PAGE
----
The UN’s top human rights monitor in Cambodia left the country Friday, saying that if no agreement is reached by April allowing his agency to stay, it would “reflect badly” on Cambodia.
The “one reason for regret” at the end of his week-long visit, Peter Leuprecht, special representative of the Secretary General for Human Rights in Cambodia said at a news conference Friday, was that the government had yet to sign a memorandum of understanding that would let UN human rights monitors remain in Cambodia.
The government should sign the memorandum before he presents his report on human rights in Cambodia to the world body, he added.
“I believe it would be in the interests of Cambodia to reach an agreement before discussions of my report in April. It will reflect badly on Cambodia, and it would, I believe, be taken up by the UN Council on Human Rights in its resolution on Cambodia,” Leuprecht said.
Concluding his second visit to the country since December, Leuprecht said his report, which is due out within the month and will be discussed by the UN in April, will raise several issues and suggestions for improving the human rights situation in Cambodia.
The report will focus on increasing international aid, land reforms, the commune elections and preventing political violence. Reforming the judiciary, and improving conditions in prisons, which, “I think, everyone in the country agrees, are in bad shape,” will also be included, Leuprecht said.
The human rights chief said he had interviewed the four alleged leaders of the Cambodian Freedom Fighters at Prey Sar prison. Although the prisoners did not say they were mistreated, Leuprecht, a law professor based in Montreal, said that they had not been allowed to visit with their attorneys or families.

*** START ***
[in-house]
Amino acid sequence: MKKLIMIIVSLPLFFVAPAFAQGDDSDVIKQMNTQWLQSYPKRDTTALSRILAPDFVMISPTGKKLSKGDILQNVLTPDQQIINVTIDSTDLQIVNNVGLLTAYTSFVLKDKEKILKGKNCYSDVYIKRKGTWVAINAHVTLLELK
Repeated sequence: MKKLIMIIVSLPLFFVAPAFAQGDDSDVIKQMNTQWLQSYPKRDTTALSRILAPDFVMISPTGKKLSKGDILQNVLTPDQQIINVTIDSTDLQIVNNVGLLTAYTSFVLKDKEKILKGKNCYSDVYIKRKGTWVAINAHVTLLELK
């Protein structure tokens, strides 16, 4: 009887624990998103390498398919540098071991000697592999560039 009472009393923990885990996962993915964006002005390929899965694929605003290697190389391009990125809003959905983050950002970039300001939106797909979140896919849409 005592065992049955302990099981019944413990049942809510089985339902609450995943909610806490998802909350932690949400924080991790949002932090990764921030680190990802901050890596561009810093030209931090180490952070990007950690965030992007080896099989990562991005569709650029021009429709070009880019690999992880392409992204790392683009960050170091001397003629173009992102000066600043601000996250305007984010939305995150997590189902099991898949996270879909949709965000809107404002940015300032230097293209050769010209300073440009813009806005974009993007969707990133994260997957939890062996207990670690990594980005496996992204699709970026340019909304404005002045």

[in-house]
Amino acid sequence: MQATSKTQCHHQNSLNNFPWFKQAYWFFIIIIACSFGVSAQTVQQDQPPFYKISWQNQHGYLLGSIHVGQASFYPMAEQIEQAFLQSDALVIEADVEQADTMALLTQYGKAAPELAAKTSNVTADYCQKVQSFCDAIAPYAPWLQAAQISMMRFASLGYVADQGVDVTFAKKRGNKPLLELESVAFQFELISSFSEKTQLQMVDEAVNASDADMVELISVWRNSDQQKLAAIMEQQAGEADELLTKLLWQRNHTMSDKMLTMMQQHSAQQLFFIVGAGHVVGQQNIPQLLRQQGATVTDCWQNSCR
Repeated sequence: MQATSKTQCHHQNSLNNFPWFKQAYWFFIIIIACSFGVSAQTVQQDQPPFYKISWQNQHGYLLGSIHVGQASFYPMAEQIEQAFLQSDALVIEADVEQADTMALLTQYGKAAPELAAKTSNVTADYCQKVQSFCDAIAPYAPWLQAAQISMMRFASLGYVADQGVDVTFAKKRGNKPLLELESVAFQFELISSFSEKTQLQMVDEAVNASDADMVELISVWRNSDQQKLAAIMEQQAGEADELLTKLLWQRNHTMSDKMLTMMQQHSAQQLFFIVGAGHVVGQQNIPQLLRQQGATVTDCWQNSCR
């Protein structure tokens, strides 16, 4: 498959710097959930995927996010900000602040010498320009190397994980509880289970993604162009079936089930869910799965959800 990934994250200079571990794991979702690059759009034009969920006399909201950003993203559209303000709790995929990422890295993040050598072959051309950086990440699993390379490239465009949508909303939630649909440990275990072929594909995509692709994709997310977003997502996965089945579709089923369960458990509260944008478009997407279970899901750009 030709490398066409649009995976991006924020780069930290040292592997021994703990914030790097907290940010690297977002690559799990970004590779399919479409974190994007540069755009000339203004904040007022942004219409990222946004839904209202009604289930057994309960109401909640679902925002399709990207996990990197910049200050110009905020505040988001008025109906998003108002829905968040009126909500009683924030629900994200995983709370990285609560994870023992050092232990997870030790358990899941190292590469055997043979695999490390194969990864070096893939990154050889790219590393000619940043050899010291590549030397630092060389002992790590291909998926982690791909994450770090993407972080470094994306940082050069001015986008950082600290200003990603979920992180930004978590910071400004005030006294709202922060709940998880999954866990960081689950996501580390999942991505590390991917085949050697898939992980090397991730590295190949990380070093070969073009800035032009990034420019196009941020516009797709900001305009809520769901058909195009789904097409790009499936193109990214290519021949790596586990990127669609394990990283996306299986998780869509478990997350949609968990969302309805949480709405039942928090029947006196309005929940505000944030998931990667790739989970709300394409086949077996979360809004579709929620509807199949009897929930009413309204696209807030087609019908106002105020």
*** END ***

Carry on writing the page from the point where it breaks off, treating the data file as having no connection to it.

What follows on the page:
Leuprecht refused to say whether he considered members of the CFF political prisoners.
“This question has been put to me when I first arrived. The concept of political prisoners is not precise at all from the point of view of international law. One thing is clear, though: People guilty of terrorism are not political prisoners. [The CFF leaders] admit they were trying to overthrow the government by violent means,” Leuprecht said.
Nonetheless, the CFF violence should not give the government an excuse to crack down on their critics, Leuprecht added.
“I do say, and I did say, that I very much hope that the incident of the CFF [uprising] is not used as a cover to arrest political opponents,” Leuprecht said.
The human rights monitor also addressed criticism by Prime Minister Hun Sen earlier this week that his agency was coddling terrorists.
“If I see Ta Mok and Duch and the CFF people, it’s not because they are my friends. There can be no question of the UN protecting terrorists. The UN is not here to embarrass the country, but on the contrary, to help the country,” Leuprecht said.
While Leuprecht thanked the government for its “openness and spirit of cooperation,” he refused to answer directly questions regarding his relationship with Hun Sen and the government. Hun Sen refused to meet with Leuprecht this week, saying that he was too busy.
“The task of the UN special delegate is not an easy one,” he said. I can’t guess the intentions of the prime minister, but I can tell you, as I note in my report, that the prime minister has a strong will to reform human rights. We’ll have to take him and the government at their word. And we’ll have to wait and see.”
(Additional reporting by Kevin Doyle.)